California

http://www.nps.gov/cabr/index.htm

Completed: December 8, 2018

Across from downtown San Diego, up on a hill, sits Cabrillo National Monument which interprets the early exploration of the New World. It also provides information about the native Kumeyaay people who were living there when Juan Rodriguez Cabrillo sailed into the bay in 1542. There is a lot of history in a small area with spectacular views, all around. A visit to Cabrillo National Monument is worth the scenery, alone!
Juan Rodriguez Cabrillo statue

The activities for this Junior Ranger program are printed as a four-page newspaper titled, “Just for Kids”. The age-related chart below ends at Grade 8 which keeps this from receiving the Senior Friendly label, however this senior was able to complete the program. The ranger giving me the paper and the ranger who reviewed my completed paper were both encouraging and had no problem with an ‘older’ junior ranger participating.

Lighthouse stairs
The eight activity sections are titled; Inside the Visitor Center and Auditorium, The Exhibit Room, The Patio and Statute, Old Point Loma Lighthouse, Assistant Keeper’s Quarters, Kelp Forest and Whale Overlook, Coastal Sage Scrub:Native Plants, and Military History Exhibit. It was a beautiful day to explore outside the visitor center. I thoroughly enjoyed taking a tour around the grounds to find the information needed to complete the program.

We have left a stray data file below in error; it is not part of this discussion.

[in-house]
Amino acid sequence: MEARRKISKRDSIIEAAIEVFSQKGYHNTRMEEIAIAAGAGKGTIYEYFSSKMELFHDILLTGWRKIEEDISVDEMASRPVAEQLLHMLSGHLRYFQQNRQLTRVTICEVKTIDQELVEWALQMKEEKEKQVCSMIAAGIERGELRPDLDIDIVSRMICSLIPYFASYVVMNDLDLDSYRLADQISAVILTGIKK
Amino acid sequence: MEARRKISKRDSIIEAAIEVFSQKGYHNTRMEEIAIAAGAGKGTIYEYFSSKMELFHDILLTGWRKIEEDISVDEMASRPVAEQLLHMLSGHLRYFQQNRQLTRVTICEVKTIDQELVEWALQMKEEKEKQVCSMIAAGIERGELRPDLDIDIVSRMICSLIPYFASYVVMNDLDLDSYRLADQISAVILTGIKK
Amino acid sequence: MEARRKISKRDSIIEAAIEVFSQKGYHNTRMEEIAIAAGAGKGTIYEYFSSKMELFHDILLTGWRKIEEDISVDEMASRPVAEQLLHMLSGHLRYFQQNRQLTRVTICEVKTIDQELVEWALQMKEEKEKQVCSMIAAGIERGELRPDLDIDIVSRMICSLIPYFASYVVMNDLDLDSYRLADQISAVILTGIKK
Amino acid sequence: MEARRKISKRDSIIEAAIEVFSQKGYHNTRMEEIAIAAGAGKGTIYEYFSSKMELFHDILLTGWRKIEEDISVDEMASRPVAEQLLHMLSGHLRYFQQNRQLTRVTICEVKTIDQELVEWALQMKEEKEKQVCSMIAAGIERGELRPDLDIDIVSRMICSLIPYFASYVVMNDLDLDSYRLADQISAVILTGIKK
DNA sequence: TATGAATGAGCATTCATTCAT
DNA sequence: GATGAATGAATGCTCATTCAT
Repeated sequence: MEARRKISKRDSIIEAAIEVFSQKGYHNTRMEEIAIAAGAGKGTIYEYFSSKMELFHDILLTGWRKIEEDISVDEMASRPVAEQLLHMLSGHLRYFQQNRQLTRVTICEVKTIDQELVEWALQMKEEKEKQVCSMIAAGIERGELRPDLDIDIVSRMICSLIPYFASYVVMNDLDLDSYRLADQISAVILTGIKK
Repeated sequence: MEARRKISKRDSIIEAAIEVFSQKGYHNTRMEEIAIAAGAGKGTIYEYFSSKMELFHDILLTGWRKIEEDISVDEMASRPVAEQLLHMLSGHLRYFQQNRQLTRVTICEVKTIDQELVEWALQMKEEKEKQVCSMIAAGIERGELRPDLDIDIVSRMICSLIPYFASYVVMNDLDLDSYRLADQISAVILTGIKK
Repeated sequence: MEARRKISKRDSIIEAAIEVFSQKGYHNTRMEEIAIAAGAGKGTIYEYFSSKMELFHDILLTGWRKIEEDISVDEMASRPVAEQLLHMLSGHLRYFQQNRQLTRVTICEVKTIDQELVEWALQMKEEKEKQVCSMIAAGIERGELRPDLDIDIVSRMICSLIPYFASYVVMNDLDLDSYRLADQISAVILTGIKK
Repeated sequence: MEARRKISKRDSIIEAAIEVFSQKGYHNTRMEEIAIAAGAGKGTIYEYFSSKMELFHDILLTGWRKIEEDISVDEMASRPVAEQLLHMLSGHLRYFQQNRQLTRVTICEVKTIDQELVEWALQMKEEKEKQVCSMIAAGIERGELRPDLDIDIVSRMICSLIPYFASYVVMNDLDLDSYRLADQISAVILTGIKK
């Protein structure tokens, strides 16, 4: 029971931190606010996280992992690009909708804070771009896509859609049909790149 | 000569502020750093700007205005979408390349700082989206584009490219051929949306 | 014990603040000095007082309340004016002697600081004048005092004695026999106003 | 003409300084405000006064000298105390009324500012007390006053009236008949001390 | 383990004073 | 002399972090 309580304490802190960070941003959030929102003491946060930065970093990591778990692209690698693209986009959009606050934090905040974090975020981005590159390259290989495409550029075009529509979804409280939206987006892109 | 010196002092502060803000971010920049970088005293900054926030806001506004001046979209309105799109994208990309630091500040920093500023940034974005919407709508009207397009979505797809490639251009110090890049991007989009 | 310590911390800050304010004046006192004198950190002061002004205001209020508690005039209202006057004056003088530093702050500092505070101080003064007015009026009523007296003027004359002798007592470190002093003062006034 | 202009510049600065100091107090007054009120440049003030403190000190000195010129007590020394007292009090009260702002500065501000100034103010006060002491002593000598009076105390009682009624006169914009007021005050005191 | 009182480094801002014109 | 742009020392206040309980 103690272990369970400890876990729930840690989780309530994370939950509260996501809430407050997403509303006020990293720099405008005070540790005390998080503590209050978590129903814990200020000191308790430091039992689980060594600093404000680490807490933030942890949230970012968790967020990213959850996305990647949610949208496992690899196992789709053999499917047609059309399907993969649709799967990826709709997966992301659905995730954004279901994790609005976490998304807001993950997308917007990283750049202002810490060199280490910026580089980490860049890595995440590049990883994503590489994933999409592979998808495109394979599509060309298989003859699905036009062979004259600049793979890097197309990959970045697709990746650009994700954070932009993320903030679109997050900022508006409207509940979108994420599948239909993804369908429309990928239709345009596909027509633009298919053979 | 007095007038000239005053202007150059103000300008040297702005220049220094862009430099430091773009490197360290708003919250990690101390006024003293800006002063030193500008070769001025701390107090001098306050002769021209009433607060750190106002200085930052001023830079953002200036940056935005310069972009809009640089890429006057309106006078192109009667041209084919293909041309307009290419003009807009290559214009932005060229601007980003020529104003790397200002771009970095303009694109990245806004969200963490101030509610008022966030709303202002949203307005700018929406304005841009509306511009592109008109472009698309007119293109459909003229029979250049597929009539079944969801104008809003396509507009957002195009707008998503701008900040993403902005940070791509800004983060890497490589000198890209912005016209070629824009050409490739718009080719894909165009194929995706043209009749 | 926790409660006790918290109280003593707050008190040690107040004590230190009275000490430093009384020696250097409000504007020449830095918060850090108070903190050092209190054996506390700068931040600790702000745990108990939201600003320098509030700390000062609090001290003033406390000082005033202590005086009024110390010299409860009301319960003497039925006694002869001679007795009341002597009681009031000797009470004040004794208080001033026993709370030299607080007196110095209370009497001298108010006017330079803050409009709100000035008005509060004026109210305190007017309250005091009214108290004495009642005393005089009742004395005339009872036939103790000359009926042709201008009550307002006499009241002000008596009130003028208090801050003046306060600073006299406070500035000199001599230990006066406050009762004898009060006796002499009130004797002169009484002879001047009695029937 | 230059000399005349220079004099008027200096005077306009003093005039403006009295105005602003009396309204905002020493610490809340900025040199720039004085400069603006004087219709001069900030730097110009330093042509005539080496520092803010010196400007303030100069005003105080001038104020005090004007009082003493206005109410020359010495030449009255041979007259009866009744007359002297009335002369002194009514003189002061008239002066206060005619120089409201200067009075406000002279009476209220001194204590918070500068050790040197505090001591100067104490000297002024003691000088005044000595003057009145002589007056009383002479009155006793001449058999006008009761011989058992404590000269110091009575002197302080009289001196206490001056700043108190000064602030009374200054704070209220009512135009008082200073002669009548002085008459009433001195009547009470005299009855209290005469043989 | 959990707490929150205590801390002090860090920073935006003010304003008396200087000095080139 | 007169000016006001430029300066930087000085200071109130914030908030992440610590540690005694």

The view from the Kelp Forest and Whale Overlook was gorgeous. I was a few weeks too early to see the whales migrating south, past Cabrillo. The interpretative signs throughout the grounds give great information about early explorers, native Americans, local botany and military history. Plan on taking your time as you wander from place to place to complete the activities.

Once completed I returned to the visitor center to have my answers checked by the ranger on duty. I appreciated the time spent reviewing and discussing my answers. The certificate for completing the program is on the back of the newspaper with a space for your signature and the park’s dated passport stamp. The badge given is an enhanced wooden badge showing a Spanish ship.